30 miles of white… knuckles

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Yesterday was sketchy. Not “this is fun!” sketchy, more like shaking-when-I-got home sketchy. There was something unusual about the snow that fell in Denver this week. I think the combination of quantity and the consistently frigid temperatures combined to make it more treacherous than I’ve ever seen. It was extremely dry snow but simultaneously as slick as snot. After a hand full tense slides and maneuvers of I probably should have turned around at mile 10 and cut my losses, but the allure of Cherry Creek State Park when it is covered in a layer of white perfection baited me on.

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You ain’t seen nothin’, son.

 

*Blip!*

My phone lit up. Text from Peder.

“Looks wet”

His timing was uncanny. It was Monday, I had cleared most of my to-do items for the first half of the day and I was beginning to consider whether or not I’d be able to head out for a ride. My monitor glowed with the Doppler loop of Weather Underground’s precipitation map. Even though we’d been hit with a couple of days of solid rain and the clouds still sat threateningly low, the map actually showed surprisingly few green and yellow blobs of wetness.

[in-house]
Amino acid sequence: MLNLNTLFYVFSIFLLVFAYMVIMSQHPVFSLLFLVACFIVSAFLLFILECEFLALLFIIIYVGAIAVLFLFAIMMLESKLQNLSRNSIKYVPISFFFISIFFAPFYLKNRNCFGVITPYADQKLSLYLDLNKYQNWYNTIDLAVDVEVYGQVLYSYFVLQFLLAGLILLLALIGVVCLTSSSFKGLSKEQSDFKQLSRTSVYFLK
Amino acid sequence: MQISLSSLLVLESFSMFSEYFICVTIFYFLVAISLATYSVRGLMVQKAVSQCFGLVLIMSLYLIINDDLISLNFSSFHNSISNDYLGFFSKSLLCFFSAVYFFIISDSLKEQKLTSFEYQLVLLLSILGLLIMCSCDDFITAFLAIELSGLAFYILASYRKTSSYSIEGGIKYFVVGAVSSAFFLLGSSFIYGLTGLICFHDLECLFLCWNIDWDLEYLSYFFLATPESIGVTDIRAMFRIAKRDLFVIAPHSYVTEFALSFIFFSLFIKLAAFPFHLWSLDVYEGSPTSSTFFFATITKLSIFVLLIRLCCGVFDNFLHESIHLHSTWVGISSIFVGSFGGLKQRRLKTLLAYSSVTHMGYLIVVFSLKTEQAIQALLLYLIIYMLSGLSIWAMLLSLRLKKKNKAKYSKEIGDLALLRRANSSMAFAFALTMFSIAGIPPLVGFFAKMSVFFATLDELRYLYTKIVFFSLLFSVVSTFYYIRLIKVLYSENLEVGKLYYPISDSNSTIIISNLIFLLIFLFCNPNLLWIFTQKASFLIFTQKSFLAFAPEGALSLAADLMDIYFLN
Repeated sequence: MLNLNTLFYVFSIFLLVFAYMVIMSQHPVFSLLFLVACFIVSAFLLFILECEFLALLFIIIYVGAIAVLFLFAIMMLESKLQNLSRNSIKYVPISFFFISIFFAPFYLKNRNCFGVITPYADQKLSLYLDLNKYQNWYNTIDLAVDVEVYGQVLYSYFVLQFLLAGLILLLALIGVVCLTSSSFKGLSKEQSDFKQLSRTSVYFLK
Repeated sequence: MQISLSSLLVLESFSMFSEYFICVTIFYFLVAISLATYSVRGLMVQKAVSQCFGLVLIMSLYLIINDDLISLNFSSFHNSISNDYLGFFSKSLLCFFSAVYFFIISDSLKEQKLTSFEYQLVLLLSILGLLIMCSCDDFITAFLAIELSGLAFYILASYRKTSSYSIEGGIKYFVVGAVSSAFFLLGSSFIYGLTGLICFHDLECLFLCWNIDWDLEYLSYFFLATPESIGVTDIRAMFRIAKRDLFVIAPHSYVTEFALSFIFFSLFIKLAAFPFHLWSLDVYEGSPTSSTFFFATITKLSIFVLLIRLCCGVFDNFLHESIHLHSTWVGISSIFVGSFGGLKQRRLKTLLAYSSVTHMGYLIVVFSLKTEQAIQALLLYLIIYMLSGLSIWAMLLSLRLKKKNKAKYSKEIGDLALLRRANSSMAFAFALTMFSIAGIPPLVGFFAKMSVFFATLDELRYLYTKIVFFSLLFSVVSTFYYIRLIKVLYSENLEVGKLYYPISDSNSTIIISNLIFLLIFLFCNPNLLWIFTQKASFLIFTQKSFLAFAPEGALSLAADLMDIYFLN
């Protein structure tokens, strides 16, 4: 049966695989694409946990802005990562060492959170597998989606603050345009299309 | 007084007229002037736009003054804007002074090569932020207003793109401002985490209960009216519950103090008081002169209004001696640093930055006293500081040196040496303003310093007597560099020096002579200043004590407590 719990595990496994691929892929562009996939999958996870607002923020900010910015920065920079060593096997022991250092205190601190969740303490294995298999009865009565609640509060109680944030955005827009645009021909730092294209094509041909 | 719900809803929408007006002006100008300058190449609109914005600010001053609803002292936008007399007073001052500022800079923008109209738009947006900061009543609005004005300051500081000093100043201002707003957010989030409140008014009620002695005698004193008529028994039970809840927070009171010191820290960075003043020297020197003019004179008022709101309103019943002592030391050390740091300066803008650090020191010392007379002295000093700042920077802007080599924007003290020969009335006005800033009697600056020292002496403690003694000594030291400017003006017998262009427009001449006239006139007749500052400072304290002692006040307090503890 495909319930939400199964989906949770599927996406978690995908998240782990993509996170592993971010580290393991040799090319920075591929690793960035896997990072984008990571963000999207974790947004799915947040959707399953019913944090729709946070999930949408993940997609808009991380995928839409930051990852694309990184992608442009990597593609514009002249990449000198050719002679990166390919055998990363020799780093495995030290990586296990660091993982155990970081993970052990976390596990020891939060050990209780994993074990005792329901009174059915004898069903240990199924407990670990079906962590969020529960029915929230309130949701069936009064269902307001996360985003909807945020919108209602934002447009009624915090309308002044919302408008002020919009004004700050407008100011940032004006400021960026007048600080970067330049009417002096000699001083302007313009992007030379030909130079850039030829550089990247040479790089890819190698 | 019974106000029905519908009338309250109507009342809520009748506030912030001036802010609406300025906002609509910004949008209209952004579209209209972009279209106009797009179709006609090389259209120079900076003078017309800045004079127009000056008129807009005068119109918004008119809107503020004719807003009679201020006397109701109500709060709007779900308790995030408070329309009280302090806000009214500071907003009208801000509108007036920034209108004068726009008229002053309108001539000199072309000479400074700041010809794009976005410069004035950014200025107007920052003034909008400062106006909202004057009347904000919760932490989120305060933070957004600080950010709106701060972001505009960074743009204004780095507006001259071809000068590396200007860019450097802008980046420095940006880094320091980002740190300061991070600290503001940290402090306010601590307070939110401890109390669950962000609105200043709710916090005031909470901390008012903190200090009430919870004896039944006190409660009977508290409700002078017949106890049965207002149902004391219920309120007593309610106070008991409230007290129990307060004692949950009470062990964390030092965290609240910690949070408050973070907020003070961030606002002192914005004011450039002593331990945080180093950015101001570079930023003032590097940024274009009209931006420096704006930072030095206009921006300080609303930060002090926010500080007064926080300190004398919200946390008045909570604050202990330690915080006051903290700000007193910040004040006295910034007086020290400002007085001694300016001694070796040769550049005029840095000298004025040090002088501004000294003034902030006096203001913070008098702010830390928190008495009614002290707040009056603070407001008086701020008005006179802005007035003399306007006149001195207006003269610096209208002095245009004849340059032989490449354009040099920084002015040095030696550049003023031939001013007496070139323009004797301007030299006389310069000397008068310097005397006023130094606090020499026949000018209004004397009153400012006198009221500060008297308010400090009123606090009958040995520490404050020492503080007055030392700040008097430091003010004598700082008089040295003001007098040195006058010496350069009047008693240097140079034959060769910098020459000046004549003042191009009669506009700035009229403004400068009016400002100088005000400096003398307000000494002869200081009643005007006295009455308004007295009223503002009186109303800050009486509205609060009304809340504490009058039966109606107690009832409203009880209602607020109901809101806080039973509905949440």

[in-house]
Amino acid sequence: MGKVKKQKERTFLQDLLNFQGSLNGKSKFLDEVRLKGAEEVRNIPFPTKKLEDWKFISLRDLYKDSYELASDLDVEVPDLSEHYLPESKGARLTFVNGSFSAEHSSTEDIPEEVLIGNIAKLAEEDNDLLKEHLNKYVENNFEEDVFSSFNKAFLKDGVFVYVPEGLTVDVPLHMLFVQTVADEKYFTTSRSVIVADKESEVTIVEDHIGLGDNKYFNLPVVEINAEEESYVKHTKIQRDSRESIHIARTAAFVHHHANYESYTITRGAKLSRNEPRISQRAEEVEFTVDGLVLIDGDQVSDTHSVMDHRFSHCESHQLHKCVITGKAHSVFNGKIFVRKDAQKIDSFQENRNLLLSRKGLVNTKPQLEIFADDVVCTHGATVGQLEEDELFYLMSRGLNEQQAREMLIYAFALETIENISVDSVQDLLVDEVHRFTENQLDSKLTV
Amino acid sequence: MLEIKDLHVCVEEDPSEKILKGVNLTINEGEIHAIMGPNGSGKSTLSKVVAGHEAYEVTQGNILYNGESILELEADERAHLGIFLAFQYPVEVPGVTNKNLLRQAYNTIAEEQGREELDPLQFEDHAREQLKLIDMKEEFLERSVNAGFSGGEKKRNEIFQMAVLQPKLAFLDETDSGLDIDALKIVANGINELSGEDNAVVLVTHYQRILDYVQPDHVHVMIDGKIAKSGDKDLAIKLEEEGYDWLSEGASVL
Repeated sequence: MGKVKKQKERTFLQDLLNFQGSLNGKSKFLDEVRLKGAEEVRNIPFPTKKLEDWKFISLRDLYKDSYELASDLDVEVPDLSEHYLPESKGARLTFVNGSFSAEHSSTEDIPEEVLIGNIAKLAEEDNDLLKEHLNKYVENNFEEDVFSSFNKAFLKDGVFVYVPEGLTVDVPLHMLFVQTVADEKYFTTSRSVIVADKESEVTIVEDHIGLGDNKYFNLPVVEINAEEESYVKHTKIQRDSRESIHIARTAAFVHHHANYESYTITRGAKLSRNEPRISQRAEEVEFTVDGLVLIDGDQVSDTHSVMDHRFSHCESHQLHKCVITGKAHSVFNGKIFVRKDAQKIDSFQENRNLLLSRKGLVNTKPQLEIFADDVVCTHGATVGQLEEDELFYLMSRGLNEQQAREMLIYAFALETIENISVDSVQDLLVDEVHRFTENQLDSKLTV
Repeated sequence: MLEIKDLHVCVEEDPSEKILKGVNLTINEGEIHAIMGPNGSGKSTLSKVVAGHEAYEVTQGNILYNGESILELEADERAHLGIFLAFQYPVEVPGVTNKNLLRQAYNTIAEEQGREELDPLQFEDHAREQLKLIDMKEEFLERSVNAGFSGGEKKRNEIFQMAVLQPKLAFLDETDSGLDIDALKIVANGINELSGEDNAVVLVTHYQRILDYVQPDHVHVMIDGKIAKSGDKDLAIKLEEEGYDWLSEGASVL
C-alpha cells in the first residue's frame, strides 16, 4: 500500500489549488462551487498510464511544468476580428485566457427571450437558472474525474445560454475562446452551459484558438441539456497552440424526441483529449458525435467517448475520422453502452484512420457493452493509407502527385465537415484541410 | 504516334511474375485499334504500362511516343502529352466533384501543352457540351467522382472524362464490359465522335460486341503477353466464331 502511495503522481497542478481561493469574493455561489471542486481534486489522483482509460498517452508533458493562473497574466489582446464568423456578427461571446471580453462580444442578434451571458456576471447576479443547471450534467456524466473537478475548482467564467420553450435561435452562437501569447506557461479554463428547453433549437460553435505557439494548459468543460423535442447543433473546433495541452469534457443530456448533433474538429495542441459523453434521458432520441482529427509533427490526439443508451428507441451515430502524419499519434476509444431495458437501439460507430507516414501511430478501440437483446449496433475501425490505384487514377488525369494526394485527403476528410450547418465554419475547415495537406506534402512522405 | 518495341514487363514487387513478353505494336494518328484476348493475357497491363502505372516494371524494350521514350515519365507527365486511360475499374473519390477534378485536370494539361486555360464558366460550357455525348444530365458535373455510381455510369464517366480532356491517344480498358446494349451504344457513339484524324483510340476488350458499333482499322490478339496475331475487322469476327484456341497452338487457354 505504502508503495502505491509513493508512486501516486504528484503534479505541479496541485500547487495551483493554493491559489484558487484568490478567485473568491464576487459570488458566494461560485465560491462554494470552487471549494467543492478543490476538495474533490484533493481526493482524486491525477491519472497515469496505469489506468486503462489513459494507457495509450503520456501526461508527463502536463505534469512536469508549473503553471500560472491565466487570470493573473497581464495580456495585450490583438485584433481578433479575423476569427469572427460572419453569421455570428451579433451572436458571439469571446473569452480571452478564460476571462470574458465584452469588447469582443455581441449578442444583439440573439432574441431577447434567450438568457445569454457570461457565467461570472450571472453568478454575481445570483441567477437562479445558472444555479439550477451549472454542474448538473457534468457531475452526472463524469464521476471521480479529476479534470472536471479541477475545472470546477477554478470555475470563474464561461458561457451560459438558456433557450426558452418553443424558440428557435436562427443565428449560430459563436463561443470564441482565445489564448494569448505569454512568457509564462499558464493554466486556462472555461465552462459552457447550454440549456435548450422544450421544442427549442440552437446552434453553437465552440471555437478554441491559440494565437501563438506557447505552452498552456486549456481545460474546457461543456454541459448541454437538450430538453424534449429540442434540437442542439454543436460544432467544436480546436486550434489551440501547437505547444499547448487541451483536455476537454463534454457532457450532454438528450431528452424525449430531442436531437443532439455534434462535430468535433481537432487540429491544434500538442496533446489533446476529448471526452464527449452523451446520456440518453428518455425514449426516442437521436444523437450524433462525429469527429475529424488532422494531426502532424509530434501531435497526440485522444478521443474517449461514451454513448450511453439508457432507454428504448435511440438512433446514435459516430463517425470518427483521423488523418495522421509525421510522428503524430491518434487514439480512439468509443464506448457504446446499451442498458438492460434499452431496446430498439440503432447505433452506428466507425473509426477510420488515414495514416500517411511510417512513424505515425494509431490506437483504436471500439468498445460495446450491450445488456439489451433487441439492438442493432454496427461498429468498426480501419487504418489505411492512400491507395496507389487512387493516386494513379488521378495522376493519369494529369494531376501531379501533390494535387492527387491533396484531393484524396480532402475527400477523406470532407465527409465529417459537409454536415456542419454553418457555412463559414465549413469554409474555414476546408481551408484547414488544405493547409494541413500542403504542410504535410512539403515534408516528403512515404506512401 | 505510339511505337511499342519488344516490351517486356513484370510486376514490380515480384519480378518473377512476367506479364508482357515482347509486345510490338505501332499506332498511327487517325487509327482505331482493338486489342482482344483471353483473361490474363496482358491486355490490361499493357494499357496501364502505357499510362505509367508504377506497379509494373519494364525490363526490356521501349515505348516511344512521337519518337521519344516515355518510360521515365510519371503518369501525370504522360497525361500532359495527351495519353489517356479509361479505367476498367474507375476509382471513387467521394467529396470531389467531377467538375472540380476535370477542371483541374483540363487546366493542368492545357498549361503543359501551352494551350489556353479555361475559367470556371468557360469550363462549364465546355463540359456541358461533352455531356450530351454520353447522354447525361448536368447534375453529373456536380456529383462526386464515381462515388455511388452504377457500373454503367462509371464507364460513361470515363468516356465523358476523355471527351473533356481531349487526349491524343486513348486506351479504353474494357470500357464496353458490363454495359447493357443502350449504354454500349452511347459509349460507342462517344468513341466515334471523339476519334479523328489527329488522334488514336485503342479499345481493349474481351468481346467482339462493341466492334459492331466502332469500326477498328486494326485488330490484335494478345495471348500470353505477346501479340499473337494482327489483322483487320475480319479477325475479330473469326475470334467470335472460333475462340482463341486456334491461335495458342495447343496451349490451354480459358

“It’s not as wet as you think.” I texted back. My attention was fixed on a spot on the map thirty miles south of me. For about a month I’d been drawn to a place where the flowing undulations of Colorado’s prairies are suddenly, unceremoniously violated with sharp spires of sandstone sticking out of the ground at sixty degree angles. That place was called Roxborough State Park. I had never been there and I had no good reason why not. The idea of finally visiting for a first time has been a dripping faucet in the back of my mind for a better part of a month and on Monday I was considering shutting the faucet up.

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